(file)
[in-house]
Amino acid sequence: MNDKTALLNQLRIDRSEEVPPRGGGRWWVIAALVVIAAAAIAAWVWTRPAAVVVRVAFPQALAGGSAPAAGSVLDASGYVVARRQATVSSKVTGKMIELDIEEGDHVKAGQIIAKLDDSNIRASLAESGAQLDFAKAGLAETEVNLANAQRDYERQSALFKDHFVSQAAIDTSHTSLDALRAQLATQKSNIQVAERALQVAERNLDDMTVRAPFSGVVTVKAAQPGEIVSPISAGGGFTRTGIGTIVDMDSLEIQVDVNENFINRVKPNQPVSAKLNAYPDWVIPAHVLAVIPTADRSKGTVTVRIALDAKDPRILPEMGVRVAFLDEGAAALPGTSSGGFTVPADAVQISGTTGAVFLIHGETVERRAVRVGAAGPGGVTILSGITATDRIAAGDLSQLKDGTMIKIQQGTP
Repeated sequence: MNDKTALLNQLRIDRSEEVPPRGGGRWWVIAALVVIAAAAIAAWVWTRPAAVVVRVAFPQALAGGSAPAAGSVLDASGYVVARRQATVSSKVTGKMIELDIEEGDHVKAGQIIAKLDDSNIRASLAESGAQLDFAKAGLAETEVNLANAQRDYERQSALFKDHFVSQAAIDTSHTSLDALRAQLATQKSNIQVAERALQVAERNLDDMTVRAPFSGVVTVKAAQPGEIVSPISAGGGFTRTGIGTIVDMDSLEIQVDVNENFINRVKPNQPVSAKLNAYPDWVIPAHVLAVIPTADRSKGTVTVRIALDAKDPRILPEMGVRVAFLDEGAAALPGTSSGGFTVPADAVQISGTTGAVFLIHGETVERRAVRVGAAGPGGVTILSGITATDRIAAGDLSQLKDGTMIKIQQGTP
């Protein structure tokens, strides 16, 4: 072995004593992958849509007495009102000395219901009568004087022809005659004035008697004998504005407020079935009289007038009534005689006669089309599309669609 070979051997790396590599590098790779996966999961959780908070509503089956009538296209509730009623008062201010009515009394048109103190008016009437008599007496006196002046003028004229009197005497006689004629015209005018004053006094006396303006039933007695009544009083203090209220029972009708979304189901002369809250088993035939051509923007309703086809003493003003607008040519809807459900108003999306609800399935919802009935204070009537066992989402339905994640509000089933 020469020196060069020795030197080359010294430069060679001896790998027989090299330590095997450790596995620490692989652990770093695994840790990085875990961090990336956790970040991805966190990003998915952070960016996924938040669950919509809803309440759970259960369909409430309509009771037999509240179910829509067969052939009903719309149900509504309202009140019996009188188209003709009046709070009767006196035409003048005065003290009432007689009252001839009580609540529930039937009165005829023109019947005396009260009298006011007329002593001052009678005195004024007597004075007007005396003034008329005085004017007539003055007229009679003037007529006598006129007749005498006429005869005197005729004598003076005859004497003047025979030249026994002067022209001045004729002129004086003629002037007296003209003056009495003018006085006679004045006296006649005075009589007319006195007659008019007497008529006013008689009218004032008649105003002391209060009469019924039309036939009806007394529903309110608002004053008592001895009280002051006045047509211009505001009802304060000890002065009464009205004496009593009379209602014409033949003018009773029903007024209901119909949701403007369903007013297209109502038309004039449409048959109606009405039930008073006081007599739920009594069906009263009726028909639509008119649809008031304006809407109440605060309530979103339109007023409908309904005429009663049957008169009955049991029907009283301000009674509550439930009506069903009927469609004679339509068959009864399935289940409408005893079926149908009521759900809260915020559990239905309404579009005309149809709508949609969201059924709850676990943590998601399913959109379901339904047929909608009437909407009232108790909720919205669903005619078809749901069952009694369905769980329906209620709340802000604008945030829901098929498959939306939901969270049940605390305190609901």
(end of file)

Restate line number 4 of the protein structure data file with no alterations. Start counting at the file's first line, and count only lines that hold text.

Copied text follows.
């Protein structure tokens, strides 16, 4: 072995004593992958849509007495009102000395219901009568004087022809005659004035008697004998504005407020079935009289007038009534005689006669089309599309669609 070979051997790396590599590098790779996966999961959780908070509503089956009538296209509730009623008062201010009515009394048109103190008016009437008599007496006196002046003028004229009197005497006689004629015209005018004053006094006396303006039933007695009544009083203090209220029972009708979304189901002369809250088993035939051509923007309703086809003493003003607008040519809807459900108003999306609800399935919802009935204070009537066992989402339905994640509000089933 020469020196060069020795030197080359010294430069060679001896790998027989090299330590095997450790596995620490692989652990770093695994840790990085875990961090990336956790970040991805966190990003998915952070960016996924938040669950919509809803309440759970259960369909409430309509009771037999509240179910829509067969052939009903719309149900509504309202009140019996009188188209003709009046709070009767006196035409003048005065003290009432007689009252001839009580609540529930039937009165005829023109019947005396009260009298006011007329002593001052009678005195004024007597004075007007005396003034008329005085004017007539003055007229009679003037007529006598006129007749005498006429005869005197005729004598003076005859004497003047025979030249026994002067022209001045004729002129004086003629002037007296003209003056009495003018006085006679004045006296006649005075009589007319006195007659008019007497008529006013008689009218004032008649105003002391209060009469019924039309036939009806007394529903309110608002004053008592001895009280002051006045047509211009505001009802304060000890002065009464009205004496009593009379209602014409033949003018009773029903007024209901119909949701403007369903007013297209109502038309004039449409048959109606009405039930008073006081007599739920009594069906009263009726028909639509008119649809008031304006809407109440605060309530979103339109007023409908309904005429009663049957008169009955049991029907009283301000009674509550439930009506069903009927469609004679339509068959009864399935289940409408005893079926149908009521759900809260915020559990239905309404579009005309149809709508949609969201059924709850676990943590998601399913959109379901339904047929909608009437909407009232108790909720919205669903005619078809749901069952009694369905769980329906209620709340802000604008945030829901098929498959939306939901969270049940605390305190609901």